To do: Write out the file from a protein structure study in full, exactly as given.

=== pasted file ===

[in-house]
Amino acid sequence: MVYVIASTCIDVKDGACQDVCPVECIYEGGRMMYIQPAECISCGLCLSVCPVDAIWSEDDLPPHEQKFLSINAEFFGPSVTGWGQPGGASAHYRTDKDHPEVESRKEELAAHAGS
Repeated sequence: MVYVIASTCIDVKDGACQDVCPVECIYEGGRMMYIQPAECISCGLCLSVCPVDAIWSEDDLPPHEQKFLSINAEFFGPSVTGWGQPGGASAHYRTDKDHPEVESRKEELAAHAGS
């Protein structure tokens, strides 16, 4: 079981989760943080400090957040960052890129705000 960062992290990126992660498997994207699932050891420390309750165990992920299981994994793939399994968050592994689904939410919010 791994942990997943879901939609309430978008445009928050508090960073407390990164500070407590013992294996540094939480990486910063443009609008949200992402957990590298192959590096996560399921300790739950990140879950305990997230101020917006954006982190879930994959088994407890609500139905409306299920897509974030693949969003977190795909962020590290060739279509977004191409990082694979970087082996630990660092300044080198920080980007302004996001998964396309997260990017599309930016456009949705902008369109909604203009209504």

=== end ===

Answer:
[in-house]
Amino acid sequence: MVYVIASTCIDVKDGACQDVCPVECIYEGGRMMYIQPAECISCGLCLSVCPVDAIWSEDDLPPHEQKFLSINAEFFGPSVTGWGQPGGASAHYRTDKDHPEVESRKEELAAHAGS
Repeated sequence: MVYVIASTCIDVKDGACQDVCPVECIYEGGRMMYIQPAECISCGLCLSVCPVDAIWSEDDLPPHEQKFLSINAEFFGPSVTGWGQPGGASAHYRTDKDHPEVESRKEELAAHAGS
């Protein structure tokens, strides 16, 4: 079981989760943080400090957040960052890129705000 960062992290990126992660498997994207699932050891420390309750165990992920299981994994793939399994968050592994689904939410919010 791994942990997943879901939609309430978008445009928050508090960073407390990164500070407590013992294996540094939480990486910063443009609008949200992402957990590298192959590096996560399921300790739950990140879950305990997230101020917006954006982190879930994959088994407890609500139905409306299920897509974030693949969003977190795909962020590290060739279509977004191409990082694979970087082996630990660092300044080198920080980007302004996001998964396309997260990017599309930016456009949705902008369109909604203009209504």